7 George A. Romero Films You Really Need To Watch

George A. Romero was so much more thanthe father of the Zombie movie.

Classic moments from the films of George A. Romero.
George A. Romero gone but never forgotten.

George A. Romero was a horror movie legend yet that really only tells half the story behind the late, 77-year-old American-born filmmaker’s career.

An inspiration to countless modern day writers and directors from Edgar Wright to Eli Rota, Romero was also a pioneer, confronting issues of race head on in films like Night Of The Living Dead, which centered on African American actor Duane Jones.

A much loved figure in Hollywood, Romero leaves behind a legacy few can match; the undisputed king of the zombie genre, which he popularised across a raft of gory but gleefully insightful films offering deeper comments on issues still relevant today.

He’s also left behind a filmography few can match, with the following seven films ranking among Romero’s best and well worth revisiting or watching for the first time.


Land Of The Dead

Romero’s more recent Living Dead films may not have lived up to the calibre of the original trilogy but they remain head and shoulders above contemporaries like the Resident Evil franchise. This post-acolyptic tale focuses on a world where the living dead have taken over the planet, with the last few humans taking refuge in a walled city. Think Mad Max meets World War Z and you’re pretty close.



Proof that Romero could turn in clever, insightful drama without resorting to the blood and guts of a zombie movie came via this Ed Harris-starring action drama. It focuses on the trials and tribulations of a medieval reenactment troupe and their ongoing struggles at keeping their merry band together in the face of pressure from various outside influences and an increasingly delusional leader. It also features a lot of jousting. On motorbikes.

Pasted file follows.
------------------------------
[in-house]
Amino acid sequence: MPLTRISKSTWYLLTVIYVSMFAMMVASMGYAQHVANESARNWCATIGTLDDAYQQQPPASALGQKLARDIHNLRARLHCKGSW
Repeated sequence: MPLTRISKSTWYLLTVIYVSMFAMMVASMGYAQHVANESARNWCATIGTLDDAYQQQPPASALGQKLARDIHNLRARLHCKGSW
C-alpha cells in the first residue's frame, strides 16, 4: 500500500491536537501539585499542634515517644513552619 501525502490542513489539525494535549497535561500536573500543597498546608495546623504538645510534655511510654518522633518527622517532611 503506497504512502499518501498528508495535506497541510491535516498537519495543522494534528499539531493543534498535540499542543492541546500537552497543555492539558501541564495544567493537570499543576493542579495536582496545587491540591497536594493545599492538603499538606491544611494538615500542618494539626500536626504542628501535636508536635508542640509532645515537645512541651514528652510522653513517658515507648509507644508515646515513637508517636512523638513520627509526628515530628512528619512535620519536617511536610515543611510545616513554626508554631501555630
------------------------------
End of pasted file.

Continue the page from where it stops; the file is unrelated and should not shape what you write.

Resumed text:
Day Of The Dead

The third and final of Romero’s original Living Dead trilogy is probably the silliest of the lot but it’s also a whole lot of fun, brimming with original ideas and some very eye-catching deaths that crank the gore factor up to 11. It’s also a clever comment on how a lack of communication in human society can lead to chaos. Made on a dramatically slashed budget of just $3.4 million, it made 10 times that at the box office.



Forget Twilight or Let The Right One In – the ultimate adolescent teenage vampire movie was made back in 1978 with this inspired tale, which represented Romero’s first collaboration with special effects whizz Tom Savini.  Initially banned upon release in the UK, Martin focuses on a young man, Martin,  who moves to a small Pennsylvania town to live with his bullyish cousin in a bid to curb his blood cravings. Spoiler alert: it doesn’t work.



Romero collaborated with Stephen King on this fine horror anthology movie, which King wrote while Romero took on directorial duties. Chronicling six,memorably scary tales, told via an impressive ensemble cast that includes Ted Danson, Leslie Nielsen, Ed Harris and Hal Holbrook, it’s as chilling now as it was all those years ago and has inspired countless copycat movies in the years since.


Dawn Of The Dead

While Zack Snyder’s remake, scripted by Guardians of the Galaxy’s James Gunn, is also well worth watching, Romero’s inspired sequel to the Night of the Living Dead is not only a fine follow up to the original but arguably worthy of mention among the best sequels of all time.  Following straight on from the events of the first film, two SWAT team members, a television executive and a traffic reporter seek refuge in a shopping mall. Cue gruesome zombie attacks and biting satire at its best.


Night Of The Living Dead

The film that helped kick-start an entire sub-genre of horror which remains as popular today as it was some 50 years ago, Night of the Living Dead is essential viewing. A landmark film in terms of subject matter and context, it spoke on topics race and gender relations at a time when few were addressing these kinds of considerations in mainstream cinema, let alone horror. A timeless classic, the film was remade by Romero in 1990 but it’s worth seeing the version that started it all.

R.I.P. George A. Romero. You will be truly missed.

Previous Post
Next Post